Since then, increased globalization and the rise of terrorist organizations operating in the shadows and across national boundaries have complicated both the security and economic issues. The current debate about Edward Snowden’s intelligence revelations may seem like an unlikely place to see that tension emerge, but beyond the discussions of civil liberties and counterterrorism, it is becoming clear that the post-9/11 surveillance apparatus may be at cross-purposes with our high-tech economic growth.

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Response to “Conscience of a Liberal”

December 6th, 2013

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In a recent blog post, Paul Krugman writes of Third Way’s “fact-free denunciations of progressives for not being willing to cut entitlements.” In response, I offer three points.

First, Mr. Krugman says the “[Social Security] system might possibly have to pay lower benefits in the future.” If you believe the Congressional Budget Office or the Social Security Actuaries, there is no “might possibly” about it. Without changes to either benefits or revenue, the Social Security Trust Fund will be insolvent. The only question is whether that occurs in 2031 (CBO) or 2033 (the actuaries).

Second, our support for balanced fixes to Social Security and Medicare is not to reach some magic budget number, but based on the fact that over the past five decades the balance of federal spending has shifted. At the dawn of the Great Society in the 1960s, federal investments (as defined by the Office of Management and Budget) outstripped federal entitlement spending three-to-one. While that balance obviously needed to change to address poverty and elderly health care, by last year the ratio flipped to one-to-three. In ten years, the ratio will be five dollars for the three major entitlement programs for every one dollar in federal investments. As we’ve seen with the recent budget deals and sequestration, investment programs are the first on the chopping block and entitlements are treated as sacrosanct.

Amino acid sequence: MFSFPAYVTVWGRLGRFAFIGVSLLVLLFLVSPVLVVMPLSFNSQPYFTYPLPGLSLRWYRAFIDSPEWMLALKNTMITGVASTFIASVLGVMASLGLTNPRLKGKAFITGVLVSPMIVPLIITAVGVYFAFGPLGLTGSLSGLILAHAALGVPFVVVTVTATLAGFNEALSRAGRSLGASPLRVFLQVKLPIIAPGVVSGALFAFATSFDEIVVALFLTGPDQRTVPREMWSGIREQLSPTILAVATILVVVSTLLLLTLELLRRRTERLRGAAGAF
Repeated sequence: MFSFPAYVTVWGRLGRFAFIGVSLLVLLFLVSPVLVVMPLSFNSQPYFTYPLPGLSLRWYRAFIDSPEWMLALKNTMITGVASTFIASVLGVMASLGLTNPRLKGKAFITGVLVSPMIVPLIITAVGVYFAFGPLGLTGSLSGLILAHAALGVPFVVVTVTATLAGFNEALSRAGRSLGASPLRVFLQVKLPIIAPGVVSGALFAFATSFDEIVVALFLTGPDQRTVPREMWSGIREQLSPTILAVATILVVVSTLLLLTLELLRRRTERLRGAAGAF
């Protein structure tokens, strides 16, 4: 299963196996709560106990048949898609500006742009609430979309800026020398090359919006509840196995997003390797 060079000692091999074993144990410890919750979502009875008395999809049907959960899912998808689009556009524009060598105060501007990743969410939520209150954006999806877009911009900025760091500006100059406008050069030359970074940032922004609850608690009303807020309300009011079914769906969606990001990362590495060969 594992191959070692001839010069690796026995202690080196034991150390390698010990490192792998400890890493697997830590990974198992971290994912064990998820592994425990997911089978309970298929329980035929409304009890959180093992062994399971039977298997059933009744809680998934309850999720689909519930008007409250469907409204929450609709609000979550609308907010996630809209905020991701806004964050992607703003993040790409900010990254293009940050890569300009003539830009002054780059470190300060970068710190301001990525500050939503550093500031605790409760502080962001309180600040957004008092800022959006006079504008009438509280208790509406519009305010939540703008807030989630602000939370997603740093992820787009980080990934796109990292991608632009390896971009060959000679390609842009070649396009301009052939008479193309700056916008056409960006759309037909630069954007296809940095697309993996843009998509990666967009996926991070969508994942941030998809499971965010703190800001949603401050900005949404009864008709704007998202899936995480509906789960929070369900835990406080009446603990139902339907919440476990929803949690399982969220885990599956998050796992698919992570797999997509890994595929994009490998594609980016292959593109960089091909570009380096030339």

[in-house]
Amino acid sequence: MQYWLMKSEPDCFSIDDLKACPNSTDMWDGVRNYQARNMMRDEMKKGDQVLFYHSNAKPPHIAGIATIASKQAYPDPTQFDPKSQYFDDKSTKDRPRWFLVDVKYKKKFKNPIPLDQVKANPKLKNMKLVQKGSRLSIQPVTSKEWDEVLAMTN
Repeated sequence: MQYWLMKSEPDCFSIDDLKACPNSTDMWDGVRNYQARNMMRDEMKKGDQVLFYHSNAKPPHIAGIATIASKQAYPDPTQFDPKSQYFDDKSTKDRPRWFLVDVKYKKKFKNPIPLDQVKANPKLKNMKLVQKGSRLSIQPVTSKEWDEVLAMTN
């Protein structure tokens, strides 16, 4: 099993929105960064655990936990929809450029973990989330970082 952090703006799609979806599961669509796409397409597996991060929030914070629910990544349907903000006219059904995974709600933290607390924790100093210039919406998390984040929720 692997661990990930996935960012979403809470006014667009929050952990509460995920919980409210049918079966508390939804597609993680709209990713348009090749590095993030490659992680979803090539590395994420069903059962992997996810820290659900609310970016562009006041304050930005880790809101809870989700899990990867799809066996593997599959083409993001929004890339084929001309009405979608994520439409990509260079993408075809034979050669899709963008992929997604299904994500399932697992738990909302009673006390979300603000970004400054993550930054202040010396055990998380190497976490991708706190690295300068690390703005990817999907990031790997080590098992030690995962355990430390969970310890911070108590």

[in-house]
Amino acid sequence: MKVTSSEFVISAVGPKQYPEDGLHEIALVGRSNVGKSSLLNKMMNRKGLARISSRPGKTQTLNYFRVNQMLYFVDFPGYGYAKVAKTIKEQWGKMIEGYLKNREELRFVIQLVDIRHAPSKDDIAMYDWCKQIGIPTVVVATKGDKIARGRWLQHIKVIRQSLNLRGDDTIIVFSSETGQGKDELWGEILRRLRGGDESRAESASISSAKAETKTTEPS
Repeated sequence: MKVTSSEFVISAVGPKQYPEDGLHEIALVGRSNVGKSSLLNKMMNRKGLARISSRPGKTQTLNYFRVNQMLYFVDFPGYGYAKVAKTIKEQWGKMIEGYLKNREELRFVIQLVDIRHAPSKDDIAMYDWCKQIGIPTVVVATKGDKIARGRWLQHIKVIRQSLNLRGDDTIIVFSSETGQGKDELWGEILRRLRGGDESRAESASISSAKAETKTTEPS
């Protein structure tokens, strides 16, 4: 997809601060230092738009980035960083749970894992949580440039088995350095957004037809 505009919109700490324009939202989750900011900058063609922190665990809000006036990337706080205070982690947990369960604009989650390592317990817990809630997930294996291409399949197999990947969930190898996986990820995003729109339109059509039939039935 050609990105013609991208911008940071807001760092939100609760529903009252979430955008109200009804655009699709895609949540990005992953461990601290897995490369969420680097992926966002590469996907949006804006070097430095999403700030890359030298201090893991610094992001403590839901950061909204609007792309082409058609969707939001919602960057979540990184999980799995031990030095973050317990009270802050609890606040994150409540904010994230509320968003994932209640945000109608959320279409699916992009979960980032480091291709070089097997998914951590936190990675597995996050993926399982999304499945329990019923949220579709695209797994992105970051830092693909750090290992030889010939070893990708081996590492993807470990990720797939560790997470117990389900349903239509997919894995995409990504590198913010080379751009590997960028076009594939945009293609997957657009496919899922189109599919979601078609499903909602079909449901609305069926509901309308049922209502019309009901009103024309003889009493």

Third, Mr. Krugman says that it is his “strong guess” that Third Way means “raising the retirement age” to address Medicare cost containment. That is incorrect. We do not support raising the retirement age for Medicare eligibility. He also says that we do not offer any ideas to reduce Medicare spending, but on our website are several ideas to do so. They include means testing Medicare premiums for high income seniors, dealing with end of life care, bundled payments to improve care and reduce duplicative treatment, and medical homes. And of course, we fought alongside other progressive groups in Washington to pass the Affordable Care Act.

To be sure, Republicans have been intransigent in their refusal to consider new taxes and their opposition to the Medicare cost saving measures in the ACA. But we believe that Democrats must also be willing to take on some sacred cows if we are going to be able to invest in the future and meet our obligations to our seniors and our poor.